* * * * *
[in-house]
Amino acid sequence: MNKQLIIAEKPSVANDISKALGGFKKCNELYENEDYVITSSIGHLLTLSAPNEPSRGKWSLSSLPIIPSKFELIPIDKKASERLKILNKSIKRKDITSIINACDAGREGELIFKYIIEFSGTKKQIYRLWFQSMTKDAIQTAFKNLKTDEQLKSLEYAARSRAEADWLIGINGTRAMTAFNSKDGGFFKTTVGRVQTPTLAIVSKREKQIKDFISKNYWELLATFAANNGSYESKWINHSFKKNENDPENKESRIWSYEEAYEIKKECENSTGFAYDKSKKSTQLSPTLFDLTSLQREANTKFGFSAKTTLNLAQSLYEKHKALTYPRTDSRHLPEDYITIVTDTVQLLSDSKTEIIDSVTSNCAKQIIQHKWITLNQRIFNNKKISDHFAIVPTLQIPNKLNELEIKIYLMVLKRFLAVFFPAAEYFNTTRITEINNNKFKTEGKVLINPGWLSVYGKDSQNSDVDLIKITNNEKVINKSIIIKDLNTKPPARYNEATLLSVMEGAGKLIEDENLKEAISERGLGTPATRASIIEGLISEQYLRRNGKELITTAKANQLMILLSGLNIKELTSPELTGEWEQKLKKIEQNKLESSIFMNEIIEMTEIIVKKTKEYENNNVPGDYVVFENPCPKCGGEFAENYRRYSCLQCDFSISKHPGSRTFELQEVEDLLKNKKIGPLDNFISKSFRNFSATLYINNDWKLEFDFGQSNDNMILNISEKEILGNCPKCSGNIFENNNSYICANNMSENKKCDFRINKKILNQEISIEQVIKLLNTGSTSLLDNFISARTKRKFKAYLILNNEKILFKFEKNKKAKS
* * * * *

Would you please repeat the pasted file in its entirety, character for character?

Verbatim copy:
[in-house]
Amino acid sequence: MNKQLIIAEKPSVANDISKALGGFKKCNELYENEDYVITSSIGHLLTLSAPNEPSRGKWSLSSLPIIPSKFELIPIDKKASERLKILNKSIKRKDITSIINACDAGREGELIFKYIIEFSGTKKQIYRLWFQSMTKDAIQTAFKNLKTDEQLKSLEYAARSRAEADWLIGINGTRAMTAFNSKDGGFFKTTVGRVQTPTLAIVSKREKQIKDFISKNYWELLATFAANNGSYESKWINHSFKKNENDPENKESRIWSYEEAYEIKKECENSTGFAYDKSKKSTQLSPTLFDLTSLQREANTKFGFSAKTTLNLAQSLYEKHKALTYPRTDSRHLPEDYITIVTDTVQLLSDSKTEIIDSVTSNCAKQIIQHKWITLNQRIFNNKKISDHFAIVPTLQIPNKLNELEIKIYLMVLKRFLAVFFPAAEYFNTTRITEINNNKFKTEGKVLINPGWLSVYGKDSQNSDVDLIKITNNEKVINKSIIIKDLNTKPPARYNEATLLSVMEGAGKLIEDENLKEAISERGLGTPATRASIIEGLISEQYLRRNGKELITTAKANQLMILLSGLNIKELTSPELTGEWEQKLKKIEQNKLESSIFMNEIIEMTEIIVKKTKEYENNNVPGDYVVFENPCPKCGGEFAENYRRYSCLQCDFSISKHPGSRTFELQEVEDLLKNKKIGPLDNFISKSFRNFSATLYINNDWKLEFDFGQSNDNMILNISEKEILGNCPKCSGNIFENNNSYICANNMSENKKCDFRINKKILNQEISIEQVIKLLNTGSTSLLDNFISARTKRKFKAYLILNNEKILFKFEKNKKAKS